7... d5! 8. Bxd5!? Bg4!

John Emms gives the simpler 8...Nxd5 9.Nxd5 Qxe4+ 10.Ne3 Bg4 as good for Black, but players have been trying for more with this move.

 

9. d3 O-O-O

All current theory so far. There is at least one good example of a successful White queen sac in this line, and perhaps Charbonneau had it in mind: 9... c6 10. Bb3 Nd7 11. Be3 Ne5 12. Nxd4!! Bxd1 13. Nf5 Qf8 14. Bxc5 Qxc5 15. d4 Qb4 16. Rxd1 Ng6 (16... g6!) 17. Nxg7+ Kf8 18. Nf5 a5 19. a3 Qb6 20. O-O Rd8 21. e5 Rg8 22. f4! Ne7 23. Nd6 Nc8 24. Nxf7 Rxd4 25. Kh1 a4 26. Nxa4 Rxd1 27. Rxd1 Qf2 28. Ng5 Rg6 29. Nxh7+ Ke7 30. Ng5 1-0 Motylev,A (2651)-Shirov,A (2726)/Bastia FRA 2004 (44).

 

10. Bc4!?

 

 

This seems a bid at improvement for White, making it difficult for Black to open lines without a sacrifice here. But Ippolito was either well prepared or ready to sac!

 

Previous games contined 10. Be3 Nxd5 (10... Rhe8?! 11. Bb3 Bxf3 12. gxf3 Nh5 13. f4 Qh4 14. Bxf7! Nxf4 15. Bxe8 Nxc2+? 16. Qxc2 Bxe3 17. Bb5 a6 18. Bc4 b5 19. Bd5 b4 20. Nd1 Bb6 21. Qc4 1-0 Howell,D (2624)-Jumabayev,R (2548)/Puerto Madryn ARG 2009 (31)) 11. Nxd5 Rxd5 12. exd5 Re8 13. c3 Nxf3+ 14. gxf3 Qh4!! 15. Kd2 Rxe3! 16. fxe3 Qf2+ 17. Kc1 Bxf3 18. Qe1 Bxe3+ 19. Kb1 Bxh1 20. Qxh1 Qe2 21. a4 Qxd3+ 22. Ka2 Qc4+ 23. Kb1 Qd3+ 24. Ka2 Qc4+ 25. Kb1 1/2-1/2 Vallejo Pons,F (2650)-Dominguez,L (2638)/Cuernavaca MEX 2006.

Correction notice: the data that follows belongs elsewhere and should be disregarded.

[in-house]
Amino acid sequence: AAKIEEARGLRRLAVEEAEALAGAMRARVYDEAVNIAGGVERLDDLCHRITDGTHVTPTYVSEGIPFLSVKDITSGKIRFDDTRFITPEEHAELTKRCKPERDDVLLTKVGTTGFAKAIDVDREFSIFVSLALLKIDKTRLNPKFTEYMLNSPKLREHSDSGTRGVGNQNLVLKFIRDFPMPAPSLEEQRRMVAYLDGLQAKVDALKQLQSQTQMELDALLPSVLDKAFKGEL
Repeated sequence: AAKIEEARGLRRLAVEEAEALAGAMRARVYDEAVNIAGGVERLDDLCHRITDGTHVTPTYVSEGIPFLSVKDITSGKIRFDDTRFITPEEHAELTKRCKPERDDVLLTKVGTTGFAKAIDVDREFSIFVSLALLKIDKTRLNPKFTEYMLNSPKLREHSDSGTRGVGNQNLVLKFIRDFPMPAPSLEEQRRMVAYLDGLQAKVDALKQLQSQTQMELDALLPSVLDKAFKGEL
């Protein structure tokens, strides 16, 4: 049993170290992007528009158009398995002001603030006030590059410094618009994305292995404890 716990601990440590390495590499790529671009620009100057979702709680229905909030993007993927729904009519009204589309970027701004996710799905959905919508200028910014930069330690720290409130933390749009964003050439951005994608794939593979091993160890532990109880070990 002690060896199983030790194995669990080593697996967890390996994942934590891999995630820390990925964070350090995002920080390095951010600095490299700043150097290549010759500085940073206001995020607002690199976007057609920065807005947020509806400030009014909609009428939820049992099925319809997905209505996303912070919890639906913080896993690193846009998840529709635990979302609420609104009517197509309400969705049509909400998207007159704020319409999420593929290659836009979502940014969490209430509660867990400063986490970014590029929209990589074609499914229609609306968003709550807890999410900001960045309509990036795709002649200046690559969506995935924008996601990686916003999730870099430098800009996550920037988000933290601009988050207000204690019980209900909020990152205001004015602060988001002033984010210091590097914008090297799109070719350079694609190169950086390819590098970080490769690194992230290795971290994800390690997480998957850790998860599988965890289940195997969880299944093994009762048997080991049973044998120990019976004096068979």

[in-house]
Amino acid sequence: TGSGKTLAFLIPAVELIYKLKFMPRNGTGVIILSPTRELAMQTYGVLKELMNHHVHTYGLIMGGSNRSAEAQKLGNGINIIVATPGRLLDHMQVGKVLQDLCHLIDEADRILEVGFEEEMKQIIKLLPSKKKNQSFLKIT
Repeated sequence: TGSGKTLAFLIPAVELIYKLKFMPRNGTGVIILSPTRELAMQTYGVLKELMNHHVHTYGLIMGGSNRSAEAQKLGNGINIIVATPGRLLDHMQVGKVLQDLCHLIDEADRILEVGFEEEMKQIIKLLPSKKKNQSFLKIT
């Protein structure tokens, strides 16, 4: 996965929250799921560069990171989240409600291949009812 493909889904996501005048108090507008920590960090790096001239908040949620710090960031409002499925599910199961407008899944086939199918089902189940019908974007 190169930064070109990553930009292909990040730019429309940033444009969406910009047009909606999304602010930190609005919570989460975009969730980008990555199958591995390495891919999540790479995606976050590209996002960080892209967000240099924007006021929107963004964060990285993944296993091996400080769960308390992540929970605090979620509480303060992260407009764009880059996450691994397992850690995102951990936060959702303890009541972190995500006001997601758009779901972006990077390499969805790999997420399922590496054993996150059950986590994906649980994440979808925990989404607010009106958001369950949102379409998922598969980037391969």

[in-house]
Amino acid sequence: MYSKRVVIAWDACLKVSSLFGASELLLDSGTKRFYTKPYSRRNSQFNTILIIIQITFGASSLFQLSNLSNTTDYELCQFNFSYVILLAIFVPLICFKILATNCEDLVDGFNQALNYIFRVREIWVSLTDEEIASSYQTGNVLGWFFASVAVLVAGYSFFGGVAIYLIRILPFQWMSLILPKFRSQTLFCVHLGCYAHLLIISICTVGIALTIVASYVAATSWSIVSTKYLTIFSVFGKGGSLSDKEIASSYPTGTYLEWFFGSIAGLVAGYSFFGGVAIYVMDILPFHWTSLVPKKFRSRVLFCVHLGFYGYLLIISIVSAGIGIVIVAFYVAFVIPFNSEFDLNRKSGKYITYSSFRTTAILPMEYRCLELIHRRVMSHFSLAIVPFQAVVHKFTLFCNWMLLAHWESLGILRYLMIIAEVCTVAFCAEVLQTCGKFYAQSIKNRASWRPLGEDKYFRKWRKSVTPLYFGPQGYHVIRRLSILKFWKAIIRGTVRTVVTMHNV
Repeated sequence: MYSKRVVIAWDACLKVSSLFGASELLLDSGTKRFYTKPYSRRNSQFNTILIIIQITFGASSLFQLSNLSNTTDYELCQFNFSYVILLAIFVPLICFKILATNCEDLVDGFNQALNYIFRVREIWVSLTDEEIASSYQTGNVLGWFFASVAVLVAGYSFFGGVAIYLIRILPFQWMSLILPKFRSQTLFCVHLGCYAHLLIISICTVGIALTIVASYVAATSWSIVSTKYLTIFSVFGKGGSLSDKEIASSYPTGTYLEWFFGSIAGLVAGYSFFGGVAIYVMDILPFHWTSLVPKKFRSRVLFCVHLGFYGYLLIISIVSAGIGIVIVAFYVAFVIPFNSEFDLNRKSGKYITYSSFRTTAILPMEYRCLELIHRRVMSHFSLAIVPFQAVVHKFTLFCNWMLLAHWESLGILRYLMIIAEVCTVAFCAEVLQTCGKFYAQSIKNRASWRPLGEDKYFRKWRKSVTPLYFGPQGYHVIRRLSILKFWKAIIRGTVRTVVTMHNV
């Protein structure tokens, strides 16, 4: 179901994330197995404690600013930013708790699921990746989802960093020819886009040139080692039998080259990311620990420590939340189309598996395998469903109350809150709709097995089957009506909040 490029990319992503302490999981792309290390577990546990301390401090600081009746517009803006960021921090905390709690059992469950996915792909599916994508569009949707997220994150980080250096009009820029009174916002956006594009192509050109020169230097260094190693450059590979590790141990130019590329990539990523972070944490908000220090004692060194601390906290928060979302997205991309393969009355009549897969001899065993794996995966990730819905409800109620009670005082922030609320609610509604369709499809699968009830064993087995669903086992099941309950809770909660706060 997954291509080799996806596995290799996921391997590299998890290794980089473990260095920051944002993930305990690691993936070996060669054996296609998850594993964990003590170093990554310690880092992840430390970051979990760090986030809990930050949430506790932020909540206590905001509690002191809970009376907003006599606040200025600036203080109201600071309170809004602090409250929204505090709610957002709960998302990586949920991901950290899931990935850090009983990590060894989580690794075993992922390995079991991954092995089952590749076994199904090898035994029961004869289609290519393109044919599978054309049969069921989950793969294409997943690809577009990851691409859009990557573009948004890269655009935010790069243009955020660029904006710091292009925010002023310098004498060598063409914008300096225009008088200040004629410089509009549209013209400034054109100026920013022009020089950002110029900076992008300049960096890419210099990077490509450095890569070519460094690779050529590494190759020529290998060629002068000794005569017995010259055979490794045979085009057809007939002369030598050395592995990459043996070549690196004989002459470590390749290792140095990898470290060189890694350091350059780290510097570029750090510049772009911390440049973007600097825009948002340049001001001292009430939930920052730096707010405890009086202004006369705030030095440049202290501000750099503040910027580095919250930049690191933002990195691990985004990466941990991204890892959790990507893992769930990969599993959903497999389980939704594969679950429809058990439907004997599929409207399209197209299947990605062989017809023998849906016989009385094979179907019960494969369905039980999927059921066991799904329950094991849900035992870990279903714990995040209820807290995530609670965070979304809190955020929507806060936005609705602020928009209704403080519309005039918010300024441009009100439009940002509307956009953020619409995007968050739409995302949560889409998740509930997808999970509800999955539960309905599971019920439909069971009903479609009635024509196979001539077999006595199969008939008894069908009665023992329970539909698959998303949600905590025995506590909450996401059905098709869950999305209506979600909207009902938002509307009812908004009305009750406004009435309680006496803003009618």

10... Nxe4!!

Ippolito does not back down from the challenge! This is definitely the best way to break through in the center. Black also seems to get play by 10... Bxf3 11. gxf3 Nd7 12. f4 (to stop Ne5xf3 -- 12. Nd5 Qh4 or 12. Bf4 Nb6 13. Bb3 Qf6 are also fine for Black) 12... Nb6 13. Bb3 Qh4! (or possibly 13... f5!?) with at least sufficient compensation.

 

11. Nxe4 f5 12. Bg5 Qe8 13. Nxd4!?

A fascinating practical decision! White gets compensation, but it is not exactly clear how much. Other lines look dangerous for White, but it is difficult to see a way clear to the end.

a) 13. Bf7 Qxf7 14. Nxc5 Qd5

b) 13. Bxd8 fxe4 14. dxe4 Qxe4+ 15. Kf1 Rxd8 16. Ng5 Qf5 17. Qd2 h6

 

13... Bxd1 14. Nxf5 Bg4

Things stay very murky after this. Ippolito definitely could have had an advantage by 14... Bxc2! 15. O-O Qe5 16. Bxd8 Rxd8 which seems like the most important missed opportunity in this game.

 

15. O-O

15. Nxg7?! Qg6 16. Bxd8 Bb4+ 17. c3 Rxd8 18. cxb4 Qxg7 19. O-O Qxb2

 

15... Bxf5 16. Nxc5 Rd6 17. Rfe1 Qc6

17... Qg6! looks better.

 

18. Re5 Bg6?!

White is probably already taking over the initiative, but better might be 18... h6!? or 18... Re8!? 19. Rae1! (19. Rxf5 g6).